We frequently go to the same establishment and have more or less become part of the furniture, so to speak. Some of the staff, I now see as friends, and I love taking my tablet with me and sit there writing, with the buzz of other people and the surrounding music.
We also see young people working there for a couple of months, then moving on, either due to school engagements or because they found another job.
Currently, there’s a young lady working there, and one day I learned she’s into writing when we asked her what she does outside of her work. I told her I write too, and ever since, whenever she sees us, she has a standard question: how’s the writing going?
And she asks me for advice.
She’s a starting writer and is working on a book. It’s an ambitious project, but she frequently runs into problems, and then she has a million questions for me.
One of our evenings there, I gave her the following advice:
1. Exactly 100 words
Write a complete story in exactly 100 words. You can also make it exactly 200 or 250, but no more. Also, it shouldn’t be between 200 and 250, but exactly the number you decide on.
When you write your story, it will always be more than the number of words you have decided on. The object of this exercise is to learn you how to write to the point. By editing your story down to the desired number of words, you learn to leave only those words in your story that really add to it. During the editing process, you will delete all unnecessary words, leaving only those that really tell the story.
2. An inanimate object
Write from the point of view of an inanimate object, such as a chair, a glass, a tree, or any object you see around you.
The object can only observe, not take part in the story. This forces you to use some senses. The object can hear and see, and it has feelings about what they observe. Writing from the perspective of an inanimate object forces you to see the world from a different angle.
3. First write, then edit
One thing this young writer does is to read what she has written the previous time, and then edit it before she continues writing. I told her to first write, and forget about editing. Editing is something you do when you have finished your story, and not while you are still writing it.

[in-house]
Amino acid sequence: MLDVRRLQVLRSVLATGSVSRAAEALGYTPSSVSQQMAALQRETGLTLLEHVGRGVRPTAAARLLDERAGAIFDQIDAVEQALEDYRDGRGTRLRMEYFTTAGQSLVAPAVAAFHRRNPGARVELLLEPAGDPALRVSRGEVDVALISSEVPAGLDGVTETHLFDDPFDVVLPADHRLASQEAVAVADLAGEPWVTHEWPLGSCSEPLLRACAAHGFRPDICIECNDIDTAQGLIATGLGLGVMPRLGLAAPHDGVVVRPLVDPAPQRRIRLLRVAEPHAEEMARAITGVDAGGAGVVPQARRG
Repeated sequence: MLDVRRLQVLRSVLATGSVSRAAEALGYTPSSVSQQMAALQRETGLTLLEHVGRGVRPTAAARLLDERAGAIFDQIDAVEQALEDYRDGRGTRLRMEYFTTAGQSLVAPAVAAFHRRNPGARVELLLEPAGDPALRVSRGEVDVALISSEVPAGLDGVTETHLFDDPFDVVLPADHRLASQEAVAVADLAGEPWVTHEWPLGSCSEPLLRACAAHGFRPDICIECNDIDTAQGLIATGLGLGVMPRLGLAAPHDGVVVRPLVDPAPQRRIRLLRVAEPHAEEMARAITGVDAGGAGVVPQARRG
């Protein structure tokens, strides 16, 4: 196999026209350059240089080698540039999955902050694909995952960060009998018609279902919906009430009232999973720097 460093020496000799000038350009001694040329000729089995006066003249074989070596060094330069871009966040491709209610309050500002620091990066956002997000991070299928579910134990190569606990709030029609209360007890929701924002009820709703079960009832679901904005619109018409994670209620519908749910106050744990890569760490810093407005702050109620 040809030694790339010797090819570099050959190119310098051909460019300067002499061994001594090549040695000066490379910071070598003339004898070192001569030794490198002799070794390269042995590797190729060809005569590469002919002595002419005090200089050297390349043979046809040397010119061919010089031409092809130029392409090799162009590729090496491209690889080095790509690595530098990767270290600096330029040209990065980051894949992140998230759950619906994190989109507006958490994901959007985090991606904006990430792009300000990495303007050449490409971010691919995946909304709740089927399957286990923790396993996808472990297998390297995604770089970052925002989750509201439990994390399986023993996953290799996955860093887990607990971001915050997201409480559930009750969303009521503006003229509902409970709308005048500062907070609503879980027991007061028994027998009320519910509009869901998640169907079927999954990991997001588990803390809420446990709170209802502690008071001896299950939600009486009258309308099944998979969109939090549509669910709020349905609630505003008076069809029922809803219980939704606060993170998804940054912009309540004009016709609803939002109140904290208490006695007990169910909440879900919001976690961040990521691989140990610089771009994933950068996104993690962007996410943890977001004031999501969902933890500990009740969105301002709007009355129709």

A pitfall of editing while you write is constantly changing what you have already written. That way you never get on with your story, and lose your momentum, which can also cause you to stop writing altogether.
4. Write every day
If you want to be a writer, write every day. You don’t have to sit down and write for hours. No, just make sure you carve out a block of time from your day to write. Fifteen minutes before you go to bed. An hour in the morning before you go to school or work. Half an hour before you prepare dinner. Grab a cup of coffee at your favorite coffee shop on your way home, take out your tablet or laptop, and write.
Just make sure you write every day.
5. A writing group
I advised the young writer to search for and join a writing group. A place where you have to follow a theme, have a maximum number of words for your story, and where you know you will get feedback from other writers.
I ran a Dutch writing group from December 2012 until December 2017, and we assembled every two months, writing to a theme, and giving each other feedback. During those five years, even though barely ever writing in Dutch, I learned a lot about writing.
This was all because of the feedback I prepared for all submitted stories, and listening to the feedback of others. Much of it I could apply — and still do — to what and how I write.
I definitely don’t see myself as an expert on writing, but over the years, I have learned enough to at least give others a bit of advice!
You can find more writing tips here.
One thought on “Five tips I gave a young writer”
I agree with all your tips – wonderful advice Marie